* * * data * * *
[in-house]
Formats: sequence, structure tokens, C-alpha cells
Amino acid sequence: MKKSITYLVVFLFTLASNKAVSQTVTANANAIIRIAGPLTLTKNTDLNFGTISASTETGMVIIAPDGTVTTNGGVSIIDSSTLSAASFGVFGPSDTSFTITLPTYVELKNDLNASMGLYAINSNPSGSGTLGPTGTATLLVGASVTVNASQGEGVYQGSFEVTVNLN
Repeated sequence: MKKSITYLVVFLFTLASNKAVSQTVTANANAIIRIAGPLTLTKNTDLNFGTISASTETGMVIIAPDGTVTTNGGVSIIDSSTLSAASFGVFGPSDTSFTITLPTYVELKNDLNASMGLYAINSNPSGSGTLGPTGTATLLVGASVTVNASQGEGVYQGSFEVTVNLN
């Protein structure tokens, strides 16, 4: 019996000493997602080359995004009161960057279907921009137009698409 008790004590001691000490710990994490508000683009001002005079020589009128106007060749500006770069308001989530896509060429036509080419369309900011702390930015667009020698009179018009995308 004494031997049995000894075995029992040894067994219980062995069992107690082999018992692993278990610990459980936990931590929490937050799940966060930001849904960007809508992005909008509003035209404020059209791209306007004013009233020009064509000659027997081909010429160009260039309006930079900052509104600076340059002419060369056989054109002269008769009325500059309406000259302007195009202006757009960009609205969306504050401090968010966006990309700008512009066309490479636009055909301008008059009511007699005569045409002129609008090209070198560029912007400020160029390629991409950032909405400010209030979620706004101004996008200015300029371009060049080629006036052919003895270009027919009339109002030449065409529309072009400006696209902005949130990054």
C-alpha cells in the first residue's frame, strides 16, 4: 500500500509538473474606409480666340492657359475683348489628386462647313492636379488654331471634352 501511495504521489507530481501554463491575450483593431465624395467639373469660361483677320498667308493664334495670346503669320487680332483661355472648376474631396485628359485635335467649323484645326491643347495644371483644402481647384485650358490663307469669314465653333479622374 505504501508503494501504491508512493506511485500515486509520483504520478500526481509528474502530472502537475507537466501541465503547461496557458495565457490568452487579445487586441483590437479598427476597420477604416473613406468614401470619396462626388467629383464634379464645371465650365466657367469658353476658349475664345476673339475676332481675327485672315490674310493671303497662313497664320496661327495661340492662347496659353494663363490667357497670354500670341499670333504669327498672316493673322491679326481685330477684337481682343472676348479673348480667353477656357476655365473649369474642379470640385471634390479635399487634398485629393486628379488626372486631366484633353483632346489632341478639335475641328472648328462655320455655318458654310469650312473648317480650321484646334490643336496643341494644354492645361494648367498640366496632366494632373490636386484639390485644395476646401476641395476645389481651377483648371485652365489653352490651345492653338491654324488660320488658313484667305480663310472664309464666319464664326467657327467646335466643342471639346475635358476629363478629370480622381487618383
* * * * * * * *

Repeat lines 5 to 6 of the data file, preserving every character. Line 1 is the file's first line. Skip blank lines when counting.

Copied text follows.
């Protein structure tokens, strides 16, 4: 019996000493997602080359995004009161960057279907921009137009698409 008790004590001691000490710990994490508000683009001002005079020589009128106007060749500006770069308001989530896509060429036509080419369309900011702390930015667009020698009179018009995308 004494031997049995000894075995029992040894067994219980062995069992107690082999018992692993278990610990459980936990931590929490937050799940966060930001849904960007809508992005909008509003035209404020059209791209306007004013009233020009064509000659027997081909010429160009260039309006930079900052509104600076340059002419060369056989054109002269008769009325500059309406000259302007195009202006757009960009609205969306504050401090968010966006990309700008512009066309490479636009055909301008008059009511007699005569045409002129609008090209070198560029912007400020160029390629991409950032909405400010209030979620706004101004996008200015300029371009060049080629006036052919003895270009027919009339109002030449065409529309072009400006696209902005949130990054």
C-alpha cells in the first residue's frame, strides 16, 4: 500500500509538473474606409480666340492657359475683348489628386462647313492636379488654331471634352 501511495504521489507530481501554463491575450483593431465624395467639373469660361483677320498667308493664334495670346503669320487680332483661355472648376474631396485628359485635335467649323484645326491643347495644371483644402481647384485650358490663307469669314465653333479622374 505504501508503494501504491508512493506511485500515486509520483504520478500526481509528474502530472502537475507537466501541465503547461496557458495565457490568452487579445487586441483590437479598427476597420477604416473613406468614401470619396462626388467629383464634379464645371465650365466657367469658353476658349475664345476673339475676332481675327485672315490674310493671303497662313497664320496661327495661340492662347496659353494663363490667357497670354500670341499670333504669327498672316493673322491679326481685330477684337481682343472676348479673348480667353477656357476655365473649369474642379470640385471634390479635399487634398485629393486628379488626372486631366484633353483632346489632341478639335475641328472648328462655320455655318458654310469650312473648317480650321484646334490643336496643341494644354492645361494648367498640366496632366494632373490636386484639390485644395476646401476641395476645389481651377483648371485652365489653352490651345492653338491654324488660320488658313484667305480663310472664309464666319464664326467657327467646335466643342471639346475635358476629363478629370480622381487618383